Making Whiskey From Barley Malt


by Alan Moen (Brewing Techniques)

The Juice of the Barley - A Distiller's Manifesto


Distiller's Yeast for Making Whiskey


Making whiskey from barley malt is merely a modern twist on the centuries-old art of brewing and deserves to gain its rightful place in present society.


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When I handed him the glass, I was unsure if I was being a bit presumptuous. The scene was a recent brewer’s convention, complete with a swirl of hundreds of beer enthusiasts sampling brews from throughout the United States. But the glass I gave Michael Jackson to taste was neither a homebrew nor a craft beer but something altogether different: a dram of home-distilled whiskey.

Jackson, the noted author of a definitive book on Scotch whiskey, took an analytical sniff, then tasted it without the slightest hesitation. He pronounced it good and asked a question or two about how it had been aged, noting its oak-derived aroma. I was as happy to provide what details I could on the whiskey as I would have been had he praised a homebrewed IPA or Imperial Stout. And why not? This was my own “single malt” stuff, just as carefully crafted as a good beer would have been.

I’ve always felt a kinship between brewing and distilling. In the case of malt whiskey, the ingredients (minus the hops) are virtually the same. Distilling simply adds one more step to the post-fermentation process.

In fact, the making of whiskey from barley malt is a modern twist on the centuries-old art of brewing and an equally inseparable element of civilization. The enjoyment of distilled spirits, long celebrated romantically in verse and song, is an important human tradition. From such diverse countries as Poland and Mexico, the making of spirits has been considered as much a part of the agricultural household as the growing of the grain or fruits from which they are derived. It follows, then, that in many agricultural countries (France, for example, where wine itself is considered an agricultural product), noncommercial distilling is perfectly legal. One very significant exception is the United States.

In my home state of Washington, distillation of spirits is lawful only for scientific and commercial purposes; even then it requires many licenses. Household distilling, including the possession of “any mash capable of being distilled into spirituous liquor,” is unlawful and considered a “gross misdemeanor;” lawbreakers are subject to a minimum fine of $ 500 and six months in jail. To my knowledge, this law is similar to those in other states.

The production of spirits, however, is a long tradition in the United States. Immigrants arriving here from Europe brought with them a desire to duplicate their culture and its cuisine in the new land. Italian families began growing grapes to make wine. The Pilgrims, forced to choose Plymouth as a landing site because they were running out of beer (this story is well-documented), likewise sought to make their own ale. It was not long before the colonists became interested in brandwijn — “burnt wine,” introduced to the English market by the Dutch. Americans, with their penchant for innovation, invented applejack and sour-mash corn whiskey. Aided by the folly of Prohibition, sour-mash (commonly known as moonshine) became a significant cottage industry, especially in the South. The romantic notion of the “still in the hills,” hidden from the prying eyes of the “revenuers,” has become a permanent part of American folklore.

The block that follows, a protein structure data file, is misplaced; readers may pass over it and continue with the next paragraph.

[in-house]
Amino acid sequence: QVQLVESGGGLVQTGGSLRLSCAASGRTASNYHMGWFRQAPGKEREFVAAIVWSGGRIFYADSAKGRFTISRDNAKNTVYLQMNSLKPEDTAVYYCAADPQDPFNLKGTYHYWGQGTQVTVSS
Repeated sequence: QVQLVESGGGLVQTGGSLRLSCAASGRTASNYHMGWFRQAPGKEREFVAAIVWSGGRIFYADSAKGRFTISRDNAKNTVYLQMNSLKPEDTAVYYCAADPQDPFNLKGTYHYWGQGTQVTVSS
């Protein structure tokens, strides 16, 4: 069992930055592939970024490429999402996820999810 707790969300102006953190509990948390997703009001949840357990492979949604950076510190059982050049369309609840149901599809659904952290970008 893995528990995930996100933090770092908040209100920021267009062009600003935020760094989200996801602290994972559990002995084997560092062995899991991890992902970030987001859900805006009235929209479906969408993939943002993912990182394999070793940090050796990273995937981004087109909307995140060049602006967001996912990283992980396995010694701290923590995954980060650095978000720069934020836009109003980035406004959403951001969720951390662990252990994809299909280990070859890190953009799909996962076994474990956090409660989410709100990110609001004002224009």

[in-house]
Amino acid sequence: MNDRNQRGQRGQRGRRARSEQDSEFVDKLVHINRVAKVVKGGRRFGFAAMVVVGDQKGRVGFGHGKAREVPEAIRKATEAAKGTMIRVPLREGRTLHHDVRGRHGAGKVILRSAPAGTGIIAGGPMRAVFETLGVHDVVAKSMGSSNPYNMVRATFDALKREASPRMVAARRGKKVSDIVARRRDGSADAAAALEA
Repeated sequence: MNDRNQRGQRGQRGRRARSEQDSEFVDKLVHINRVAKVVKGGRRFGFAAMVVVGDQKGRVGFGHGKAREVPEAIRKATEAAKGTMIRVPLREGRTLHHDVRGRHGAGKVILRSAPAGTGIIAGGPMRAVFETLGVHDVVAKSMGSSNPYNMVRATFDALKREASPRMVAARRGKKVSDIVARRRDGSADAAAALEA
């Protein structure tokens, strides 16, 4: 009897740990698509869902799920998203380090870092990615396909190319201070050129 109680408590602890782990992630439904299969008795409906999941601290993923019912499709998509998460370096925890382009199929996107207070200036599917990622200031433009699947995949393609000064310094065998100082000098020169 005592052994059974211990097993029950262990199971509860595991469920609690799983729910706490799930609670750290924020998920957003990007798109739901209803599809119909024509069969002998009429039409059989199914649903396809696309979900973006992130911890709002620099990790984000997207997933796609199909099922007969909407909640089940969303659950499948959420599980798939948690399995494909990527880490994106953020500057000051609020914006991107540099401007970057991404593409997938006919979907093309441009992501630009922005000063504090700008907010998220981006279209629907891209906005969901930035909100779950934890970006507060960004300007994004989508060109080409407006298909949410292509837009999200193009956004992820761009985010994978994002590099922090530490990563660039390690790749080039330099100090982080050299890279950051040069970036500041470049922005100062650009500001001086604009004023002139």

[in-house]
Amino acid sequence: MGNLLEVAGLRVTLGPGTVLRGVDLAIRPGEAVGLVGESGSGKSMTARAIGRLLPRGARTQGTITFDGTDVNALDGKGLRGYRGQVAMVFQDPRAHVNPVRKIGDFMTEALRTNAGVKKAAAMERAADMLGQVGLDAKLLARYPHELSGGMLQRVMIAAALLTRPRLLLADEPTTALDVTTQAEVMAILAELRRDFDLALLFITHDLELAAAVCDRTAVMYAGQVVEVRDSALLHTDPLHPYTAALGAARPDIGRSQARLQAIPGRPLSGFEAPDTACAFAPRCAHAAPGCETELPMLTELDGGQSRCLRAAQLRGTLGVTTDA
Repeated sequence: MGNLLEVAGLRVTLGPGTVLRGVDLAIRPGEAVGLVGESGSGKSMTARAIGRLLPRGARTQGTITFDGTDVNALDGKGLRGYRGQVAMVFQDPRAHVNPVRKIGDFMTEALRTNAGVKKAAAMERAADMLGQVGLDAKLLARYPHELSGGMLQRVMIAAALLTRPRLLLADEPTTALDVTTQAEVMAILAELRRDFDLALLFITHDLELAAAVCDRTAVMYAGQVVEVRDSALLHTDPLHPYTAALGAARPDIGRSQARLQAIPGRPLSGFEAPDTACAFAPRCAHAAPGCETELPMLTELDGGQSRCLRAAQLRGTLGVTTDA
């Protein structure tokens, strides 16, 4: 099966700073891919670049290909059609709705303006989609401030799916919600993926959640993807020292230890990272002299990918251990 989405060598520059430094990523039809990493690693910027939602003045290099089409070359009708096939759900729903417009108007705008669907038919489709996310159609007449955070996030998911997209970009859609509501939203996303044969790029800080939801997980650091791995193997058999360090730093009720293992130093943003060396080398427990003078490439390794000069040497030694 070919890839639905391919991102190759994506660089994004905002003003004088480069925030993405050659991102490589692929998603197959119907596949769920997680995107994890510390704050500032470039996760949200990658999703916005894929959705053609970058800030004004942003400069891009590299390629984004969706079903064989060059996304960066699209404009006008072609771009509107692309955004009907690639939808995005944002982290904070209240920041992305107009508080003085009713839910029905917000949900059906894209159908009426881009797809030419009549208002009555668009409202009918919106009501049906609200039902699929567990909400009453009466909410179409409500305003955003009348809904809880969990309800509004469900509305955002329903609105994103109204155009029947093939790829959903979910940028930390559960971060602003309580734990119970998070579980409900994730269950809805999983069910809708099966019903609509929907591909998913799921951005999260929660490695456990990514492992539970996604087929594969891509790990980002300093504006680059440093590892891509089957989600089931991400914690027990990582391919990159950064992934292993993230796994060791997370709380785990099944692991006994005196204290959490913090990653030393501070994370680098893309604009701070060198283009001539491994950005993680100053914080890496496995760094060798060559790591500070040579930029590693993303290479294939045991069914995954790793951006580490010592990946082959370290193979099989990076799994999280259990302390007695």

But the legacy of illegal distilling, like its home-brewing counterpart, has a dark side as well. A lack of proper equipment, supplies, and information about the process created a fog of ignorance that persists today. Just as much of the “bathtub beer” created during the era was of poor quality, the same was true of the whiskey. Combine this lack of quality with stories of stills blowing up and people going blind from drinking their creations and you have a good handle on the current perception of home distilling.

I’d like to suggest that it’s time for a change: Household distilling should be legalized. There is no compelling reason why citizens of the United States should be denied the right to make their own whiskey, brandy, grappa, or eau de vie for their own consumption. Bringing the process out of its clandestine closet and allowing the free exchange of information could minimize the kind of trial-and-error learning process that “still” goes on. Rather than creating slaves of “demon rum,” giving brewers the legal right to distill would allow the production of better home-brewed spirits and would probably also increase the demand for finer commercial varieties as well, just as better-quality home brewing has led to more grass-roots support of the world’s great brews.

So here’s to home distilling and the end of pot-still prohibition. Write your Representative or President Clinton, who enjoyed a tiny barrel of specialty brandy produced in California for his inauguration. Let’s learn to extract the “juice of the barley.” Distill free or die!

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